When children do not get the connection they need, they grow up both seeking and fearing connection. When children do not get their needs met, they do not learn to recognize what they need, are unable to express their needs, and often feel undeserving or even guilty of having their needs met.
Initially, our survival strategies are life saving responses and represent successful adaptations, not pathology. However, how we adapt and how we accommodate, as children, are not always successful adaptation as adults. They may limit us as adults. Living life based on adaptation learned in childhood restricts our capacity to respond appropriately and creatively to many challenges of adult life. How many adults can identify and ask for their needs to be met?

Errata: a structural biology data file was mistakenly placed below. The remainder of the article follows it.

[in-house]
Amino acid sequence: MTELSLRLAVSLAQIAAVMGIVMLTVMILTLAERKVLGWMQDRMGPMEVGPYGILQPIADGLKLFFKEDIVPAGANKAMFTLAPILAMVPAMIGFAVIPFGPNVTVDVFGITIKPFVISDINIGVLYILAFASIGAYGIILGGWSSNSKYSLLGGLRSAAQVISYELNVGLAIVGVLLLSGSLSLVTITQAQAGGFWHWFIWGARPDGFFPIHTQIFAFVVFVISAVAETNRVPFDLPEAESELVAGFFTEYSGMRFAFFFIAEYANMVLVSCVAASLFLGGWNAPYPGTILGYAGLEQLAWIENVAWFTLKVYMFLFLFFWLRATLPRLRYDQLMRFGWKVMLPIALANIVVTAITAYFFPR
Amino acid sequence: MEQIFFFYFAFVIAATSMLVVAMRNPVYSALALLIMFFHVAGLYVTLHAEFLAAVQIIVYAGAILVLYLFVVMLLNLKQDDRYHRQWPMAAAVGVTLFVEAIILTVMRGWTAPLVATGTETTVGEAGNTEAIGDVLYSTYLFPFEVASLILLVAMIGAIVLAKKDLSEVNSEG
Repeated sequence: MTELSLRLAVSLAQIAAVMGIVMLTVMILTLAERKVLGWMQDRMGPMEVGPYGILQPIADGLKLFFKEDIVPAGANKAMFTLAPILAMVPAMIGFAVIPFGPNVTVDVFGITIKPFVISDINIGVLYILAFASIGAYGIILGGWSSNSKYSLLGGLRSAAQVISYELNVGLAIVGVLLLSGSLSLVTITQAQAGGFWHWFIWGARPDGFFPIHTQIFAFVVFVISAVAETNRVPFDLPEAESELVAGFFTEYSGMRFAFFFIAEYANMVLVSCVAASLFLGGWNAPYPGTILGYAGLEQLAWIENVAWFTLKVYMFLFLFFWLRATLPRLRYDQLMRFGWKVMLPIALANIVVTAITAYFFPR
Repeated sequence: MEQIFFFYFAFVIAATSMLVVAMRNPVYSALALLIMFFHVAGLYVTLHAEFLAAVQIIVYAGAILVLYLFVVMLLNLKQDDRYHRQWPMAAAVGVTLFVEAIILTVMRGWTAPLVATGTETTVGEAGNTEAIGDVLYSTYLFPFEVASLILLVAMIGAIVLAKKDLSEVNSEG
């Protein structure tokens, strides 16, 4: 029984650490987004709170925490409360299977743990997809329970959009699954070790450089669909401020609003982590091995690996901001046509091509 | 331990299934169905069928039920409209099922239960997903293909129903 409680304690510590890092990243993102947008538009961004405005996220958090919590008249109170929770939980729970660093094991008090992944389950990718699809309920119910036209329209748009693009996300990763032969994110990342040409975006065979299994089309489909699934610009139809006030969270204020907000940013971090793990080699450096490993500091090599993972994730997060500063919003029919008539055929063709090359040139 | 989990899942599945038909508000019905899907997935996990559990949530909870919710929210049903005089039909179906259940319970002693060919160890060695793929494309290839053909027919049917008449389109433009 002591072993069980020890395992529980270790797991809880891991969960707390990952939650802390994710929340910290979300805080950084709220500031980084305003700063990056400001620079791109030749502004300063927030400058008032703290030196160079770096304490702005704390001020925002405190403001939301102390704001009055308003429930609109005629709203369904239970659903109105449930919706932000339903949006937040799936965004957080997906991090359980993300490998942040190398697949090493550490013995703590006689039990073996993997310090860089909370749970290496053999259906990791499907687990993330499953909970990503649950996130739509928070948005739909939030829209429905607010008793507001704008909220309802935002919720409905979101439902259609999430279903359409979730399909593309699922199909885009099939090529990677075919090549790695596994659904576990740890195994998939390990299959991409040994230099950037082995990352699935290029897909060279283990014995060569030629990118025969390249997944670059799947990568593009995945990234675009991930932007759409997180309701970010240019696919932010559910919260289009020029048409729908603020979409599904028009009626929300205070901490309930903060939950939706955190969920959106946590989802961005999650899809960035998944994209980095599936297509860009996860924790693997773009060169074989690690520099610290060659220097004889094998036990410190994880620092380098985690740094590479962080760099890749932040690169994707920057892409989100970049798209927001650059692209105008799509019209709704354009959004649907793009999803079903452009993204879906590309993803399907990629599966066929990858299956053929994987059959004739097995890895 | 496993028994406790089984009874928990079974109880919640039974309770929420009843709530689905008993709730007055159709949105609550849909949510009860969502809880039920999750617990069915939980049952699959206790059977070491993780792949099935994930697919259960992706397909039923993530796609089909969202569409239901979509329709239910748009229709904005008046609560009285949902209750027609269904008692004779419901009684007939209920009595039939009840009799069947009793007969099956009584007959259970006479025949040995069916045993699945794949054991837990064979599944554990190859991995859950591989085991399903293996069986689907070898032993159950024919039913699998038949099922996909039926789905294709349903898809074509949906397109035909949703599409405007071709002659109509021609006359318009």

The coping strategies that initially helped us survive as children over the years become rigid beliefs about who we are and what the world is like. Our beliefs about ourselves and the world, together with physiological patterns associated with these beliefs, crystallize into a familiar sense of who we are.
This is what we come to view as our identity. Can you see how the lack of connection/emotional needs in childhood can crystallize into an adult adaptation of feeling as if you need no one or ask no one for your needs to be met?
Paying close attention to the process of connection and disconnection, of regulation and dys-regulation, we can strengthen our sense of agency, feel less at the mercy of our childhood experiences and most importantly, re-regulate our nervous systems.